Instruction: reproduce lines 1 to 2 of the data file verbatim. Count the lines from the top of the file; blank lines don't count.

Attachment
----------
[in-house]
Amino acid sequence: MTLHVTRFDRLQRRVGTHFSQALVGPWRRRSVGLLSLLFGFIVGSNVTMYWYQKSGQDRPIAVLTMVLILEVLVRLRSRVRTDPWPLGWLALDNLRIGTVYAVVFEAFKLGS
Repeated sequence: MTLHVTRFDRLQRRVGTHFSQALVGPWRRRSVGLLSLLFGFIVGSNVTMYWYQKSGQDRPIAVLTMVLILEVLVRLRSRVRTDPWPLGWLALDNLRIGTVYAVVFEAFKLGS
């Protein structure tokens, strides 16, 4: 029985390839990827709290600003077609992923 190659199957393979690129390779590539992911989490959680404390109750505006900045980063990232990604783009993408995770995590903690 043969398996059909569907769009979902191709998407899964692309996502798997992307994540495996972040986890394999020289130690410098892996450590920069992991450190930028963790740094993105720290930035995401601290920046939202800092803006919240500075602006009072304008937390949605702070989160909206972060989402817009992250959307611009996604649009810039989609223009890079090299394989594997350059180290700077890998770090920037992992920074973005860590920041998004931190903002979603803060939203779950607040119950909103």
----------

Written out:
[in-house]
Amino acid sequence: MTLHVTRFDRLQRRVGTHFSQALVGPWRRRSVGLLSLLFGFIVGSNVTMYWYQKSGQDRPIAVLTMVLILEVLVRLRSRVRTDPWPLGWLALDNLRIGTVYAVVFEAFKLGS